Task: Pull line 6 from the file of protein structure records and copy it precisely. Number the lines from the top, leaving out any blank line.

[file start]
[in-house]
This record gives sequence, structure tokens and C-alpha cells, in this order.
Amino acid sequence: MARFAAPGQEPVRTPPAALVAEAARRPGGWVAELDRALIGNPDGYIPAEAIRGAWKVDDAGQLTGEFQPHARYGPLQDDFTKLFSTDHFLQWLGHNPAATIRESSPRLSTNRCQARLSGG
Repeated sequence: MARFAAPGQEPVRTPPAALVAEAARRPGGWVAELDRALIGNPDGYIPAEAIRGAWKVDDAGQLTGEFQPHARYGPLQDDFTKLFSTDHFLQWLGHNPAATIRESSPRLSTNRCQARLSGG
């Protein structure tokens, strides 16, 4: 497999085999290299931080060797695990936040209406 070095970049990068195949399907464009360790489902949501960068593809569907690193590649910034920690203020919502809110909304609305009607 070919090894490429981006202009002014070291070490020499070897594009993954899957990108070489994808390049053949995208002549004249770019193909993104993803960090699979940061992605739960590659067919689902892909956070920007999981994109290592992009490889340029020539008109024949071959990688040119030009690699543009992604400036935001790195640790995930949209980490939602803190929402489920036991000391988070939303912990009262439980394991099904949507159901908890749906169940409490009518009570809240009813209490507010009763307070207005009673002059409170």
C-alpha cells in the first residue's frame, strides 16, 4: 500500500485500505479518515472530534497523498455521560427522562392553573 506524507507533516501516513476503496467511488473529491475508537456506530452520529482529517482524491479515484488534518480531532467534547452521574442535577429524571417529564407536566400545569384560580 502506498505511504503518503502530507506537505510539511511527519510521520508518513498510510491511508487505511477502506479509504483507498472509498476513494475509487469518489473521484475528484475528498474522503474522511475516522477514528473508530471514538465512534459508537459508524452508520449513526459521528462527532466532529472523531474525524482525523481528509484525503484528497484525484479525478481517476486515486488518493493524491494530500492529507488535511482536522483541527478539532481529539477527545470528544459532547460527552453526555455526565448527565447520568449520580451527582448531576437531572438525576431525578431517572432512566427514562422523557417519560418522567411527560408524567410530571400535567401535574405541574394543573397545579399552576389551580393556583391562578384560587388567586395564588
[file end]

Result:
C-alpha cells in the first residue's frame, strides 16, 4: 500500500485500505479518515472530534497523498455521560427522562392553573 506524507507533516501516513476503496467511488473529491475508537456506530452520529482529517482524491479515484488534518480531532467534547452521574442535577429524571417529564407536566400545569384560580 502506498505511504503518503502530507506537505510539511511527519510521520508518513498510510491511508487505511477502506479509504483507498472509498476513494475509487469518489473521484475528484475528498474522503474522511475516522477514528473508530471514538465512534459508537459508524452508520449513526459521528462527532466532529472523531474525524482525523481528509484525503484528497484525484479525478481517476486515486488518493493524491494530500492529507488535511482536522483541527478539532481529539477527545470528544459532547460527552453526555455526565448527565447520568449520580451527582448531576437531572438525576431525578431517572432512566427514562422523557417519560418522567411527560408524567410530571400535567401535574405541574394543573397545579399552576389551580393556583391562578384560587388567586395564588